- June 28, 2017
Exclusion clauses in commercial contracts: the contract is king
It is quite difficult to explain to a non-lawyer why the decision in Persimmon Homes Ltd and others v Ove Arup & Partners Ltd is important. After all, didn’t the Court of Appeal simply decide that the exclusion clause in question means what it says? But to lawyers, who read exclusion clauses through a prism … Continue reading Exclusion clauses in commercial contracts: the contract is king →
- September 20, 2016
Is it time for greater gender parity among adjudicators?
It struck me the other day that, of the vast number of adjudications I have been involved in over the last 12 years, only once has a female adjudicator been appointed. So I asked my colleagues whether my experience is typical. It is.
- September 22, 2015
Henia v Beck: what does it mean for employers?
In Henia Investments v Beck Interiors, Akenhead J gave important guidance on the implications for contractors of submitting late payment applications. While, understandably, this aspect of the judgment has received most of the attention, Henia provides equally helpful guidance to employers.
- October 21, 2014
The role of experts in adjudication
Should we be able to take it for granted that an expert providing a report for use in an adjudication is required to act independently or do we need to put safeguards in place to ensure that the adjudicator is not misled by a partial expert? This is the question I found myself pondering after … Continue reading The role of experts in adjudication →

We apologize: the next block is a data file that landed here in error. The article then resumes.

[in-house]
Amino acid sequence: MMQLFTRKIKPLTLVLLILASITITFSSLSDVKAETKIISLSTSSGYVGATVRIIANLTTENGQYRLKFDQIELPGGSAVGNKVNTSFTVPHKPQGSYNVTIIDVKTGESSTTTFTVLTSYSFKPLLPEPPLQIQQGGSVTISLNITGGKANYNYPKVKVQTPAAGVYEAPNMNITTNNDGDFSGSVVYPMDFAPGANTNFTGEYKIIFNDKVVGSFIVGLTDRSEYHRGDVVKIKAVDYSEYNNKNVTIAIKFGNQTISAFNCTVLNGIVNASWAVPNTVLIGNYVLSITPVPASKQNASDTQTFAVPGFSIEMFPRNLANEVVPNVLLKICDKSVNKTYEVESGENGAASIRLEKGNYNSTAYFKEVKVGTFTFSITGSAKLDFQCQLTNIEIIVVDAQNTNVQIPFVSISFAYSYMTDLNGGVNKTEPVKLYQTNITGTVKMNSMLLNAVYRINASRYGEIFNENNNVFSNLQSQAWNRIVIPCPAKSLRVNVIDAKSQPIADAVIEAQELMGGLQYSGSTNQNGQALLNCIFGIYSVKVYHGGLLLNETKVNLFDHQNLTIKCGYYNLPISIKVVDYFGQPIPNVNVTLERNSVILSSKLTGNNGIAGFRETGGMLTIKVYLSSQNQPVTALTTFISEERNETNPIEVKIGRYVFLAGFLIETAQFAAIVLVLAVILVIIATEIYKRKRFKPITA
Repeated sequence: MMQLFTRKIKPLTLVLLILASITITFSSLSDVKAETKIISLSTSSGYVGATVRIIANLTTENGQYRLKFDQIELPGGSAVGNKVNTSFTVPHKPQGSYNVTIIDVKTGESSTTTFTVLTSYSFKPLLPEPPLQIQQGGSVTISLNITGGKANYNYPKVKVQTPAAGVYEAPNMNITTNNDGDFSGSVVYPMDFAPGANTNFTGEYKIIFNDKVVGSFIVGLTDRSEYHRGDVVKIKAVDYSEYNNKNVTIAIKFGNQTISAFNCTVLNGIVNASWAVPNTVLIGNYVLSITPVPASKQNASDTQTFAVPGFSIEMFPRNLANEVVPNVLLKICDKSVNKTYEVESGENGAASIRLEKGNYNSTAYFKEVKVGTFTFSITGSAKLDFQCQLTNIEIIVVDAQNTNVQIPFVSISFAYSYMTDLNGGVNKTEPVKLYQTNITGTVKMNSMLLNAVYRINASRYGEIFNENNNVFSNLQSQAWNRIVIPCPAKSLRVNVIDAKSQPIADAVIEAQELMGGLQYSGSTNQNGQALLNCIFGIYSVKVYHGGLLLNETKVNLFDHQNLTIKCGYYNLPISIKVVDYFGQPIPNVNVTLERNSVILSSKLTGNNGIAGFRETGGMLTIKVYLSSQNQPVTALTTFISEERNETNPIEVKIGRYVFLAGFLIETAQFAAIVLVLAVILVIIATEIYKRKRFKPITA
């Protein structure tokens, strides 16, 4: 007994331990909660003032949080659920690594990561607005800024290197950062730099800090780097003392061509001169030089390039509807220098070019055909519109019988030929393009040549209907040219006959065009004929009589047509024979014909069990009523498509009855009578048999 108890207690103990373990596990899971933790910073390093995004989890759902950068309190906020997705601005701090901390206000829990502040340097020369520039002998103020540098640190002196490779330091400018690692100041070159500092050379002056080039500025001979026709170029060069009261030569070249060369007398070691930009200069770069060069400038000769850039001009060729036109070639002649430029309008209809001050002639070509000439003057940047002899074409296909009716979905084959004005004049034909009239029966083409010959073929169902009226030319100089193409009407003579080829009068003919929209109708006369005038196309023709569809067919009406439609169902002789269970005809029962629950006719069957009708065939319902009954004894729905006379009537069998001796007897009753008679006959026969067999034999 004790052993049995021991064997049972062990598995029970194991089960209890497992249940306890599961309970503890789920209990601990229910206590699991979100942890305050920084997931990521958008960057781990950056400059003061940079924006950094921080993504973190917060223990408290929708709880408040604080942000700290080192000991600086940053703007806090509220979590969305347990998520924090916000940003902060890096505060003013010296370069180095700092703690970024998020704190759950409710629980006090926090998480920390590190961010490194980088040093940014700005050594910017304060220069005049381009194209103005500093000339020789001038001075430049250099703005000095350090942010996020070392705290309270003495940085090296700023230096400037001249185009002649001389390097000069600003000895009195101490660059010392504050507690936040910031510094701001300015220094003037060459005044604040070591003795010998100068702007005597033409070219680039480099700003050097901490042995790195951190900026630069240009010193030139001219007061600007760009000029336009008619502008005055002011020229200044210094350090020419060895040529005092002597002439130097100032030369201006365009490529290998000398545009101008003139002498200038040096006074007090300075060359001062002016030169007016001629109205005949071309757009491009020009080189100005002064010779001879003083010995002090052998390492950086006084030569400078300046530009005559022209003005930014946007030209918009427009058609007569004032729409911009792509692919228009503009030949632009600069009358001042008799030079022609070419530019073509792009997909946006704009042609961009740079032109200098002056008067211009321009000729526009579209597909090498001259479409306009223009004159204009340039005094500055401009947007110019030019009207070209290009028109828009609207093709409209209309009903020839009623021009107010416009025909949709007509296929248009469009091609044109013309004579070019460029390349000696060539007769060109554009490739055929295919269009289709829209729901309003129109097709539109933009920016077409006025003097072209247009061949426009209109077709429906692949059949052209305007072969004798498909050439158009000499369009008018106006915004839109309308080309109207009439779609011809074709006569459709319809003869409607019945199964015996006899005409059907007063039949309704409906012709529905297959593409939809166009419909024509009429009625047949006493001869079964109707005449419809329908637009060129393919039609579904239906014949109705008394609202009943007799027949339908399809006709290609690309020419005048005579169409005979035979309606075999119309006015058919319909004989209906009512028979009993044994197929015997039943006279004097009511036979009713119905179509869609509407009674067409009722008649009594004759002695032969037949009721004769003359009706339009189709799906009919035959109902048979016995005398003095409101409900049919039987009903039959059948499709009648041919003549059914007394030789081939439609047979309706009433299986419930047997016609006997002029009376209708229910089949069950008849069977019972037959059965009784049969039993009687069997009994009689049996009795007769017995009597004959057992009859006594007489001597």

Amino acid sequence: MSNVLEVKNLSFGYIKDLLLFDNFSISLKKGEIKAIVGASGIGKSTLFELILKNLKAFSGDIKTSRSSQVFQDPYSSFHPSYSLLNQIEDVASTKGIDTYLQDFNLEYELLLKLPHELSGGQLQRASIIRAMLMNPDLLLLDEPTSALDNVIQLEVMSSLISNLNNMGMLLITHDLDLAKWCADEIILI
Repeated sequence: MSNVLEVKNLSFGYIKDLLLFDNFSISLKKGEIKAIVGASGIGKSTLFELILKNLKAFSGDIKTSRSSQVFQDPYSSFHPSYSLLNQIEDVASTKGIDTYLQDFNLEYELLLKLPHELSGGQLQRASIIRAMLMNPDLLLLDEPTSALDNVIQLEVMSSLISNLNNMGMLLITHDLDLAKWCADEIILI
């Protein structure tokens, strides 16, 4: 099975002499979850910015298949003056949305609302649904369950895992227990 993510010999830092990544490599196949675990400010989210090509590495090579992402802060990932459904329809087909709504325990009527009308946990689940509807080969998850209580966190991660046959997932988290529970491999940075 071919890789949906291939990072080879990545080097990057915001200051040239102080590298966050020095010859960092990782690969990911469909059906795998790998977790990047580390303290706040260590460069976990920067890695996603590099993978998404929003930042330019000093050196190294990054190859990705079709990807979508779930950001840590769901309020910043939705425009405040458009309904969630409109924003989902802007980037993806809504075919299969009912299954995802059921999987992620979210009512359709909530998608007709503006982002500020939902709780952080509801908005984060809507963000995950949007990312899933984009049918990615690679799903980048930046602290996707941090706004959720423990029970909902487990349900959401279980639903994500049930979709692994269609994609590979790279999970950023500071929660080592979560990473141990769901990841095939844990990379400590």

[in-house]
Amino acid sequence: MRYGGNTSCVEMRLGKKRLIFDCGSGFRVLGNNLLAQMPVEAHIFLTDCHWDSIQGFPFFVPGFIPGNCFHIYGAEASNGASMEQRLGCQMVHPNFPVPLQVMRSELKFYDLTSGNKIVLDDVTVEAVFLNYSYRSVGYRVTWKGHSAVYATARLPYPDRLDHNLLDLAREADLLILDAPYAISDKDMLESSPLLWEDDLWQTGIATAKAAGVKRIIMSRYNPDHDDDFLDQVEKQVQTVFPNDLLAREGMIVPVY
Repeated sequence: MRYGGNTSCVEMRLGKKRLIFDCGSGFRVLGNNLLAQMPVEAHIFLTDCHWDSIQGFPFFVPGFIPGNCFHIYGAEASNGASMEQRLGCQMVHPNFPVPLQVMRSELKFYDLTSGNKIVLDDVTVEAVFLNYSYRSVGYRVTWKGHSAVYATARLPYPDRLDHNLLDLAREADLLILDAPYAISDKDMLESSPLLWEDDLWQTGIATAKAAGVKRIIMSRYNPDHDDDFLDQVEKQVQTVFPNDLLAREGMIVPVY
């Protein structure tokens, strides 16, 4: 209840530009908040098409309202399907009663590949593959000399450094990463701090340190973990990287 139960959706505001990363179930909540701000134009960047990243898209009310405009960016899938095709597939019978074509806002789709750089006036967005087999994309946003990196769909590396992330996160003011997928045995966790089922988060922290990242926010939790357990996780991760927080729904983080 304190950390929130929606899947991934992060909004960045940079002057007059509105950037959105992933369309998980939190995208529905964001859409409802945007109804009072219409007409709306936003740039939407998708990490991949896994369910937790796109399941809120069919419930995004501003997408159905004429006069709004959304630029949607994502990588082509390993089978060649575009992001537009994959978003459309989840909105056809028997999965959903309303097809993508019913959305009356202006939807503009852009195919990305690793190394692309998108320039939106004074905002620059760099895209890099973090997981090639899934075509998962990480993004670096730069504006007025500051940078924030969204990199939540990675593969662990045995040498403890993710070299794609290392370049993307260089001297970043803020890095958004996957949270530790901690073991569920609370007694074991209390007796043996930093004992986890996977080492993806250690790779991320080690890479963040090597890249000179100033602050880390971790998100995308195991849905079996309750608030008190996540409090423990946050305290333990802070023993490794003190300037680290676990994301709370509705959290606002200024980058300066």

- February 11, 2014
Is the cost of litigating set to rise as court fees are increased?
The Ministry of Justice (MoJ) has consulted on increasing court fees, including in the TCC. The aim is to reduce the cost to the taxpayer; to achieve full cost recovery by making those who can afford to pay contribute more to the costs of the courts. Many lawyers are up in arms about the proposals. My … Continue reading Is the cost of litigating set to rise as court fees are increased? →
- November 6, 2012
The hidden cost of public procurement
Do we need to think a little more carefully about what the public procurement rules cost to implement? Few people could disagree with the government’s stated procurement policy to: “… buy the goods, works and services that it needs under a fair and open procurement process, guarding against corruption and seeking to secure value for … Continue reading The hidden cost of public procurement →
- August 3, 2011
More change at the TCC: abolition of the Pre-Action Protocol?
With all aspects of court proceedings coming under scrutiny and reform to ensure they are cost effective, it is perhaps not surprising that the Technology and Construction Court (TCC) is looking at the Pre-Action Protocol for Construction and Engineering Disputes. Is it a waste of time and money, or does the upfront investment lead the parties … Continue reading More change at the TCC: abolition of the Pre-Action Protocol? →
- January 19, 2011
How does Jackson LJ’s option two for disclosure work in practice?
The overwhelming practice in international arbitration is for disclosure to be governed by the IBA Rules on the Taking of Evidence in International Arbitration (the IBA Rules). The IBA Rules’ disclosure requirements are equivalent to option two of Jackson LJ’s proposed menu of options for disclosure (as set out in his preliminary report). In my … Continue reading How does Jackson LJ’s option two for disclosure work in practice? →